Interregional Differences in Agricultural Development across Circumpolar Canada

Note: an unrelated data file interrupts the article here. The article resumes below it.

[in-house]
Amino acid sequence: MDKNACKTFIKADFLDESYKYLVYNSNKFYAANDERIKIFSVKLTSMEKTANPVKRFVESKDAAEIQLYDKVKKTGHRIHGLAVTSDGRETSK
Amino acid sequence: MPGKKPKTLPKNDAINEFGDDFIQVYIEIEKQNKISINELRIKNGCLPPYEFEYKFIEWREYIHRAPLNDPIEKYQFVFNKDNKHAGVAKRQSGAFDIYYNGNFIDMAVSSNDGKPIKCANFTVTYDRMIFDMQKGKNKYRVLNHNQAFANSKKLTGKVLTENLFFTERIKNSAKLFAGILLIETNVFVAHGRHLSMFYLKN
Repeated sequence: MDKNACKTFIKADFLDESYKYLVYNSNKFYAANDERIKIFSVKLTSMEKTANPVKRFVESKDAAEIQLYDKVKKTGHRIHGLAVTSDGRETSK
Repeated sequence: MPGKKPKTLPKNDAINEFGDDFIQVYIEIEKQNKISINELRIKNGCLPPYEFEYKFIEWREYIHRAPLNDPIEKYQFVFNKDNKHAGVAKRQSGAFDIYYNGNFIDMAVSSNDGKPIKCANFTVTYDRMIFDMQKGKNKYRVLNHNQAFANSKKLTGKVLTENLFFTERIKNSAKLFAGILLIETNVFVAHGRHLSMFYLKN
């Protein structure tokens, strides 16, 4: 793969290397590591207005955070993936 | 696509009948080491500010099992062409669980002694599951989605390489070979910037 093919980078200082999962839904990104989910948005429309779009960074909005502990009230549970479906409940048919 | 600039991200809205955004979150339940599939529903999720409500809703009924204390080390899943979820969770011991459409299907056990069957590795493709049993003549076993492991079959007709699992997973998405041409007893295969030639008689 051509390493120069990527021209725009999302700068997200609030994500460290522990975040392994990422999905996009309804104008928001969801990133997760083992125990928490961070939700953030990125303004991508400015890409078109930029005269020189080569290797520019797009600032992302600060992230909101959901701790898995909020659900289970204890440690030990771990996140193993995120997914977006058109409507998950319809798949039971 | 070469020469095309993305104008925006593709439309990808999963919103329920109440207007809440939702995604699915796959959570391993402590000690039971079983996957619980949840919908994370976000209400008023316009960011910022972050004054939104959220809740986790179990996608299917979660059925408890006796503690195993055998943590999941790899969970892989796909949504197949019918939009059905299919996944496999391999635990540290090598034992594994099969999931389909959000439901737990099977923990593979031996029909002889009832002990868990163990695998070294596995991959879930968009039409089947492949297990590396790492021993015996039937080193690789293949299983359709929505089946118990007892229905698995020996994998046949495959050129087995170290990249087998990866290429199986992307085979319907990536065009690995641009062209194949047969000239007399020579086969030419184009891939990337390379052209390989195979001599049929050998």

In response to the circumpolar region’s high levels of food insecurity, many Canadian communities have identified the development of local agriculture as a means to resolve the issue. Agricultural development is varied across the circumpolar region, an area which includes Yukon, the Northwest Territories, Nunavut, Nunavik (Quebec), and Nunatsiavut (Newfoundland and Labrador). This review explores the interregional differences in circumpolar agriculture, their historical development, and their relationship to prevailing biophysical, socioeconomic, and political conditions. Drawing upon local food strategies and literature pertaining to current agricultural initiatives, we discuss the future direction of circumpolar agriculture in Canada. Yukon and the Northwest Territories are the most agriculturally developed subregions of circumpolar Canada, and their territorial governments support the development of commercial agriculture. In Nunavut, Nunavik, and Nunatsiavut, relatively few agricultural initiatives are underway although local efforts have been made to establish community gardens or greenhouses and improve access to fresh commodities through subsidization of imported goods. Because of variability in biophysical, social, institutional, and political environments, strategies for food production would be most effective if tailored to each subregion. The continued development of agriculturally favorable policies and certified processing facilities in Yukon and the Northwest Territories could improve market access, both locally and out-of-territory. The eastern subregions (Nunavut, Nunavik, and Nunatsiavut) seem more inclined towards small, community-driven projects; these initiatives could be promoted to encourage community involvement for their long-term sustainability. Most studies on circumpolar agriculture have focused on the biophysical and social challenges; the region would benefit from additional research into the institutional and political barriers to agricultural development.
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